Program for children who have learning disabilities ‘nothing short of amazing’
A year ago when Georgetown Christian District School began looking into offering the Arrowsmith Program, Ray Rodenburgh says his son Luke would pray each night that would happen.
At the time, Luke was in his Grade 5 school year and attending the Arrowsmith School in Toronto.
For Grades 3 and 4, Luke attended Guelph Community Christian School and received resource help, but still struggled. Every morning he didn’t want to get out of the car and go to school, though he was very socially adjusted.
When Luke told his parents he didn’t want to go to school on his last day of Grade 4 because he knew Grade 5 was coming, they started looking for some different options.
Ray searched schools across North America online and came across the Arrowsmith School in Toronto. They started looking into the school and visited the Toronto location.
Luke watched a video on the school’s website three times before seeing the school, and told his older sister that was where he was going in September, says Ray.
The Arrowsmith Program offers the cognitive exercise methodology that deals with the underlying causes of learning disabilities. Based on the principle of neuroplasticity — that the brain can change and develop new functions and roles — the program consists in large part of repetitive, cognitive exercises designed to strengthen the weak capacities of the brain underlying the learning dysfunctions.
The program is generally three-to-four years and the student is then able to return to a full academic program. Ray compares it to a gym, the more time spent working at it, the quicker the results.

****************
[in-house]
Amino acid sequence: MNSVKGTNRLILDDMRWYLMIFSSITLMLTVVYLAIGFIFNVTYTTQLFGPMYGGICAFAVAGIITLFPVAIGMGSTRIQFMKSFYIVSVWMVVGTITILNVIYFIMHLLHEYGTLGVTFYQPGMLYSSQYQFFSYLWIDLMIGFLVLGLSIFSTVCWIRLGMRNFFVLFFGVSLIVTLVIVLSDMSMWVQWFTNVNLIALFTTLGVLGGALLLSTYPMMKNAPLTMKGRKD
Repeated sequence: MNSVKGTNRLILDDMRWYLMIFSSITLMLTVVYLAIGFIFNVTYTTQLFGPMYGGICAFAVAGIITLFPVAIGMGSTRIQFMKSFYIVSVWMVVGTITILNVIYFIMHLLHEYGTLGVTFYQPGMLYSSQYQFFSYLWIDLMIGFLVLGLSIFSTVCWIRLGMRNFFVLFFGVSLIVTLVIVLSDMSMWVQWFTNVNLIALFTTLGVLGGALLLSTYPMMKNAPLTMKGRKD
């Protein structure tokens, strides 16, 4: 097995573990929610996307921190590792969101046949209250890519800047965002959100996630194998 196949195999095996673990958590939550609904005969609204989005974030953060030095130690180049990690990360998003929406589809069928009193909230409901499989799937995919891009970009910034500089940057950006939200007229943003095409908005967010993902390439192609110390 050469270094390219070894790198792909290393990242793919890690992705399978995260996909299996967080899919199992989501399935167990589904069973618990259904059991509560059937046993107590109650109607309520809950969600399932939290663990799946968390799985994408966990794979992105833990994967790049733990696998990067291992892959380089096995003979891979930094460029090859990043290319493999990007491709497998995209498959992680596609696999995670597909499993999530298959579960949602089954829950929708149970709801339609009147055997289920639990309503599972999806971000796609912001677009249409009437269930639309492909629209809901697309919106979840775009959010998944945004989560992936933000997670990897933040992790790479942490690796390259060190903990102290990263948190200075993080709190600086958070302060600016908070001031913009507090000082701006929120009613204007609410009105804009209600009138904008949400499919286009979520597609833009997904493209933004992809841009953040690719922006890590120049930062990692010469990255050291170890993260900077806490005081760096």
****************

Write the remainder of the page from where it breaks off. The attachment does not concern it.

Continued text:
The family was so sure the school was right for Luke that Ray rented a downtown apartment for them to stay in during the week. On weekends they would travel home to Rockwood.
Instantly when Luke started going to Arrowsmith he enjoyed school more, Ray says.
Luke is doing much better at writing, has good comprehension and reading. He recently spontaneously started cursive writing “in such exact detail, his penmanship is unbelievable,” says Ray.
One of Luke’s friends attends Georgetown District Christian School and his father is on staff. After noticing the changes in Luke the staff member sparked interest from Georgetown to look into the program and decided to take it on.
Ray offered to help advertise for Georgetown, as it helped them avoid paying downtown Toronto rent which “was a fortune.”
Georgetown opened its Arrowsmith Program in September 2008. There are 10 students in a class, with two classes currently running and more students on a waiting list.
“I really feel the Georgetown school was very proactive and forward-thinking and took a real fall-out approach to it,” says Ray.
“We really appreciate that school and the board, they did their homework and they moved on things, which is really nice for us because we didn’t have to spend another year in Toronto,” he says.
“We’ve really become big proponents of the program,” says Ray. “Every student will benefit a little differently, but every student will benefit, but to what extent that sometimes is not quite clear, all I can tell you is it’s nothing short of amazing.”
Ray attends the same church as Bob Moore, principal at Guelph Community Christian School, and through conversation Moore also became very interested in the program. The school has since opened enrolment for the program.
Ray attended Guelph Community Christian School’s Jan. 13 open house and helped provide answers to other interested parents. He says he will certainly continue to help the school, and says he thinks Guelph will also end up with a waiting list.
“Would I do it again? For sure, in a heartbeat,” he says.
To learn more about the Arrowsmith Program, visit www.arrowsmithschool.org.
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